England's staging of the 2019 Cricket World Cup has been rubber-stamped, the International Cricket Council confirmed on Monday.
It was originally announced in 2006 that England would stage what will be the 12th edition of cricket's leading one-day international tournament.
But at a meeting in Dubai on Sunday, the International Cricket Council (ICC) and the England and Wales Cricket Board (ECB) signed the host agreement to stage the 2019 World Cup.
The tournament will be held throughout June 2019 and be played at 10 venues.
ECB chief executive David Collier said after the signing in Dubai, where the ICC is based: "The signing of this agreement now enables ECB to enter into staging agreements with venues who wish to stage matches in the ICC Cricket World Cup 2019.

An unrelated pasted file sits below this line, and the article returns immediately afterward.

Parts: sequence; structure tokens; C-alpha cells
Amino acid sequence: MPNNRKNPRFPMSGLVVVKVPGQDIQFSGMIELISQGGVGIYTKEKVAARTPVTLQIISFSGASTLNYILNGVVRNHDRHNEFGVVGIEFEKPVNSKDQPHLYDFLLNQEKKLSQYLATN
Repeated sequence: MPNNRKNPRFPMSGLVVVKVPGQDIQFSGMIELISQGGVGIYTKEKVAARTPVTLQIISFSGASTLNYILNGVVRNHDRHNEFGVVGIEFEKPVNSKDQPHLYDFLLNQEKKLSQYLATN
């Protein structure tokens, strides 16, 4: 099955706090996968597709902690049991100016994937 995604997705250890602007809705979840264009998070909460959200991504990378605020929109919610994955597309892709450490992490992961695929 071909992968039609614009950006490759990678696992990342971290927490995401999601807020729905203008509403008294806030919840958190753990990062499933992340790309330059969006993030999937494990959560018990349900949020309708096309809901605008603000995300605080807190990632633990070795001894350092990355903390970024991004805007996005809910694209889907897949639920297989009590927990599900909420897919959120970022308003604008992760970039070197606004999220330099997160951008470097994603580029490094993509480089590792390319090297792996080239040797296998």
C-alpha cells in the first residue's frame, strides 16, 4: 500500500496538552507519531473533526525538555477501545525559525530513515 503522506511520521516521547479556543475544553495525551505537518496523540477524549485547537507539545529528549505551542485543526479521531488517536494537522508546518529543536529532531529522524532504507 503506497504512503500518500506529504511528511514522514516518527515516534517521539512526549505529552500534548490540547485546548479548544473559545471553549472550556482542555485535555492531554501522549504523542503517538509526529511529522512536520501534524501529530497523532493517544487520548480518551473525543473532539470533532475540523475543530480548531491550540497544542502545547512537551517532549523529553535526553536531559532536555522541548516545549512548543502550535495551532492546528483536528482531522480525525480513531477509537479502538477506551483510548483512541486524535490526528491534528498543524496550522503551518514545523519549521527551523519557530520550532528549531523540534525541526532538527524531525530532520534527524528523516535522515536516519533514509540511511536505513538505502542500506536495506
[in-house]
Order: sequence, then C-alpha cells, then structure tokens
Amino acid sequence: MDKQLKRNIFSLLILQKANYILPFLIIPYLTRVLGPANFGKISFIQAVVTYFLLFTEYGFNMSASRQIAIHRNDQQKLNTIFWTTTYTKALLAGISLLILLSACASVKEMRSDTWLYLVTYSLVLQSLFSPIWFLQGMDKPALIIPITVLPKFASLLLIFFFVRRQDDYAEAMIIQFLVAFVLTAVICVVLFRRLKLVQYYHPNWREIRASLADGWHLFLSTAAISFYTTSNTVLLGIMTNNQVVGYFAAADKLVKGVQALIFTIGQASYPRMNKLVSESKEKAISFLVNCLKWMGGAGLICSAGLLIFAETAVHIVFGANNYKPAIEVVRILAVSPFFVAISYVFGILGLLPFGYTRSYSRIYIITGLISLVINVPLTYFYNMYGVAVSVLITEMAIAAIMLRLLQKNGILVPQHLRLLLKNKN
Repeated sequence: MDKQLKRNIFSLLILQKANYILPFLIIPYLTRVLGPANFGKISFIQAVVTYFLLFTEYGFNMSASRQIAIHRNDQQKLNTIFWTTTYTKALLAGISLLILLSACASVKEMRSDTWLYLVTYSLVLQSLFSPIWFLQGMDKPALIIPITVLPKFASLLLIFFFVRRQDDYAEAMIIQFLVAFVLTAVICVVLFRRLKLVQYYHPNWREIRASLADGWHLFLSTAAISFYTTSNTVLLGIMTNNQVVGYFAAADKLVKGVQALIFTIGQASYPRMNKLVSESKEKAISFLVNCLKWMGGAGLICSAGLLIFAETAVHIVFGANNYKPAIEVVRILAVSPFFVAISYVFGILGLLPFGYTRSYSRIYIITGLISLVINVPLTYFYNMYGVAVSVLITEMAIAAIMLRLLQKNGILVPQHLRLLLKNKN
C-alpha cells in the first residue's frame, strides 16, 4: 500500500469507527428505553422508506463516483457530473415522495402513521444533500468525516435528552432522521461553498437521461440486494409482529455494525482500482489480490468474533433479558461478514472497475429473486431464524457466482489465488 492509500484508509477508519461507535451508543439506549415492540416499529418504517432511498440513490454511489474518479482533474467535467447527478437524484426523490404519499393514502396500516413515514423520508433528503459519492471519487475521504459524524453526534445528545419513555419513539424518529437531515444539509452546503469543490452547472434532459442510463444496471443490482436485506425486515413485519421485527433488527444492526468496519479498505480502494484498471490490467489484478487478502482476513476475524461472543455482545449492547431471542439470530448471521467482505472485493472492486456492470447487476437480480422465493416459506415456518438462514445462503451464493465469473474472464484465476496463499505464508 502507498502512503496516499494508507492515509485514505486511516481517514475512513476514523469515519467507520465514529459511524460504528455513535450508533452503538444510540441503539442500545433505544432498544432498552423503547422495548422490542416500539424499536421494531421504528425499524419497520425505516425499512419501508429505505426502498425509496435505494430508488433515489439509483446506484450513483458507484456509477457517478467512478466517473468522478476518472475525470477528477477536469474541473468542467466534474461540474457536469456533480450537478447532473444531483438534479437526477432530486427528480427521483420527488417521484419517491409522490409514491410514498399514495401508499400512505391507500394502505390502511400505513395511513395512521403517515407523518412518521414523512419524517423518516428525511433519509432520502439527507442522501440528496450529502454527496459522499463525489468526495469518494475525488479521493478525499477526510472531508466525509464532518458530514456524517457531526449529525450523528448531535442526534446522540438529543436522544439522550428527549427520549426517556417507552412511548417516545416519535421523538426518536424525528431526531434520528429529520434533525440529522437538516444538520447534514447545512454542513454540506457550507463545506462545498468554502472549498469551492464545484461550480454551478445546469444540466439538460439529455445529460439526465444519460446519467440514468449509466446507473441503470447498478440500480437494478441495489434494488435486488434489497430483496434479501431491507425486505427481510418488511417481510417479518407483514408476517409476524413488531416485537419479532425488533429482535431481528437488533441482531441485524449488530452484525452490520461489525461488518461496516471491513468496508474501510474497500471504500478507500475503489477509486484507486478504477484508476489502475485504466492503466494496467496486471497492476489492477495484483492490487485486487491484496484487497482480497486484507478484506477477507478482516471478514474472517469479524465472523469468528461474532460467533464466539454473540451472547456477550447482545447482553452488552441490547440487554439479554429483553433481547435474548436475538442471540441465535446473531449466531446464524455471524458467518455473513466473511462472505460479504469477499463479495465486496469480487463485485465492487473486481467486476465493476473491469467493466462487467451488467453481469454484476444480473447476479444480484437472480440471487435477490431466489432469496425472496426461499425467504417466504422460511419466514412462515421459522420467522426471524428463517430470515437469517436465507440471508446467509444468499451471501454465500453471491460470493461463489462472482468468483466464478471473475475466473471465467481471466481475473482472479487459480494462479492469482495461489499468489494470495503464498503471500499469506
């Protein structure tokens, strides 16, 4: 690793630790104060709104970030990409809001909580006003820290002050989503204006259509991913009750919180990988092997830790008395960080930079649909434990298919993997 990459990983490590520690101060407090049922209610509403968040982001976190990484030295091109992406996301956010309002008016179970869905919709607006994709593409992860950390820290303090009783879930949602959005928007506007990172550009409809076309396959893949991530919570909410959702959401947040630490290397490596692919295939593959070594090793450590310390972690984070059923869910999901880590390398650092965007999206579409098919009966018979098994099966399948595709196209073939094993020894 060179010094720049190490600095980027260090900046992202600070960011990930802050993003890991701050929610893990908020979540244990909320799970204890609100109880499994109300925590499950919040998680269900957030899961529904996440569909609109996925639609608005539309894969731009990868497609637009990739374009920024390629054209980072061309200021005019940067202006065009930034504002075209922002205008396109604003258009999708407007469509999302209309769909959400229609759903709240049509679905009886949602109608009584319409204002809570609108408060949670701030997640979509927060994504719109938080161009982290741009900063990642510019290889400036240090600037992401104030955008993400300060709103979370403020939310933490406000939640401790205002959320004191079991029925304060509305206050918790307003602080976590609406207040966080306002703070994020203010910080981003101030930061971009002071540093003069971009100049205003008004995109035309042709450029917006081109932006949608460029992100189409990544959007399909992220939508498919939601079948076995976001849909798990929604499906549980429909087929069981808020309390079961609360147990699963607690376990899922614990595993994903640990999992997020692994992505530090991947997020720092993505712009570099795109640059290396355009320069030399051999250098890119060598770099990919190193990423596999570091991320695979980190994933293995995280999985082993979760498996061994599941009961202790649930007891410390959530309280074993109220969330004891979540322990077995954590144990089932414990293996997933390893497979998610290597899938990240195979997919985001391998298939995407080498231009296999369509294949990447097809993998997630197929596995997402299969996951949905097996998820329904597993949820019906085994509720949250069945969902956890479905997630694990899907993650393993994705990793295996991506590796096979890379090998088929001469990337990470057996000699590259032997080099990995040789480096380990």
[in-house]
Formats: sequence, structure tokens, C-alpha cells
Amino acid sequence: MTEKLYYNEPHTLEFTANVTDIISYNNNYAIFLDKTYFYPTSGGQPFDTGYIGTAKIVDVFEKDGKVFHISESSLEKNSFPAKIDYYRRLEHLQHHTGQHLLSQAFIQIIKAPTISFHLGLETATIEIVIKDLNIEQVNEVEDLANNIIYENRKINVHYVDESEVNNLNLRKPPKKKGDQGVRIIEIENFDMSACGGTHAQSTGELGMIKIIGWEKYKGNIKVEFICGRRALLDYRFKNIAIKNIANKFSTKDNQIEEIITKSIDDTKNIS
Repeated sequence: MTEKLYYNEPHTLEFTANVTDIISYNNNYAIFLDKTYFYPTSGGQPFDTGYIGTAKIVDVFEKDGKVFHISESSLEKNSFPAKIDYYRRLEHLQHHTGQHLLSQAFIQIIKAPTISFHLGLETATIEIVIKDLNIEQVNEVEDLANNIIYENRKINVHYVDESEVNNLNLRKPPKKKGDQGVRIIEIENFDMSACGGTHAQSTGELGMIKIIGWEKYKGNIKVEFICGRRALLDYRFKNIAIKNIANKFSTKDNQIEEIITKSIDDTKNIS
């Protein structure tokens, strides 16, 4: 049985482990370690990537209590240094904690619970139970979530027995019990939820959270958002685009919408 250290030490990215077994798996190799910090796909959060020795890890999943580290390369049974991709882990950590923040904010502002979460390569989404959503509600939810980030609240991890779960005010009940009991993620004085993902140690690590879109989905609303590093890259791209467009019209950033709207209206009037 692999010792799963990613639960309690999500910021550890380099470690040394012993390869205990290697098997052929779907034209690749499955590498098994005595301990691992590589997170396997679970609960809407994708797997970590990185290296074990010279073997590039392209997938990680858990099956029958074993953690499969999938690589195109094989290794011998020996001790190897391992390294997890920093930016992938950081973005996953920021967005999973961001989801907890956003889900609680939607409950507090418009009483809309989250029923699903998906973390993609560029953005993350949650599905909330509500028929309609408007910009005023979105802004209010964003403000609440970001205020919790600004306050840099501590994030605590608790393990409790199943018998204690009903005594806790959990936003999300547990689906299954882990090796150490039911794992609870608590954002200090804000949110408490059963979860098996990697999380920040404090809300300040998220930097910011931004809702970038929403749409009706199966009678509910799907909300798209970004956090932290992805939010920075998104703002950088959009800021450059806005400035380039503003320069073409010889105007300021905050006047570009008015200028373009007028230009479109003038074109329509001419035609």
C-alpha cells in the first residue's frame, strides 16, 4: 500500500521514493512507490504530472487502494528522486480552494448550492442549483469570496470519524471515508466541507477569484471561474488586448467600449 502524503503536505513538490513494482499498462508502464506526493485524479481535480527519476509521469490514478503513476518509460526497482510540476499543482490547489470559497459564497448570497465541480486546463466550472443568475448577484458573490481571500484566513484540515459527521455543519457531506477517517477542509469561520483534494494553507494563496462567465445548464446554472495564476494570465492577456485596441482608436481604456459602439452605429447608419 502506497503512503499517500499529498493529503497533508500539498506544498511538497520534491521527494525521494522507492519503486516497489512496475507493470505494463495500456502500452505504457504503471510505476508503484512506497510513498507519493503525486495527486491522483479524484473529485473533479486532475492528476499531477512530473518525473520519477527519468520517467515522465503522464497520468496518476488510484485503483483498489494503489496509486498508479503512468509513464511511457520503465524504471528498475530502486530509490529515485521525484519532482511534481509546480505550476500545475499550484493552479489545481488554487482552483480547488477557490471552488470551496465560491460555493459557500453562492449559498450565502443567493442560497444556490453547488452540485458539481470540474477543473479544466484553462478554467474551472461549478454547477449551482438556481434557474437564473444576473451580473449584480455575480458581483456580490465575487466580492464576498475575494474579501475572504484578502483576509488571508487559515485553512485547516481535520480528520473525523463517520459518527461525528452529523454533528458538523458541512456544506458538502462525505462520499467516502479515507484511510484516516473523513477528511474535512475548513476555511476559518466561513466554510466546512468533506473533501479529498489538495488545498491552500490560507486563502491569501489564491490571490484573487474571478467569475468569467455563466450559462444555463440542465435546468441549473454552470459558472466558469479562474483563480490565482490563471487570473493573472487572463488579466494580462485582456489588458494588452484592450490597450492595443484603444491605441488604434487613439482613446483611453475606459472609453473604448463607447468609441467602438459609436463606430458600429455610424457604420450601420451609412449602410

"The ECB is honoured to have been selected to stage one of the largest and most important global sports events which will be a wonderful boost to sport and cricket in particular throughout England and Wales."
ICC chief executive David Richardson, a former South Africa wicket-keeper, said: "The ICC Cricket World Cup attracts a broadcast audience in excess of 1.5 billion people and is one of the premier events in world cricket.
"We look forward to working with the ECB to deliver an outstanding tournament."
The 2019 World Cup is scheduled to involve 10 teams and will be the first World Cup played in Britain since 1999, with the UK having staged the first three editions in 1975, 1979 and 1983.
England have never won the World Cup despite appearing in three finals.
Next month's Champions Trophy tournament, a 'mini' World Cup for international cricket's top eight teams in 50-overs per side cricket will take place in England and Wales.
It will start with a match between South Africa and India in Cardiff on June 6 and end with a final at Birmingham's Edgbaston ground in central England, on June 23.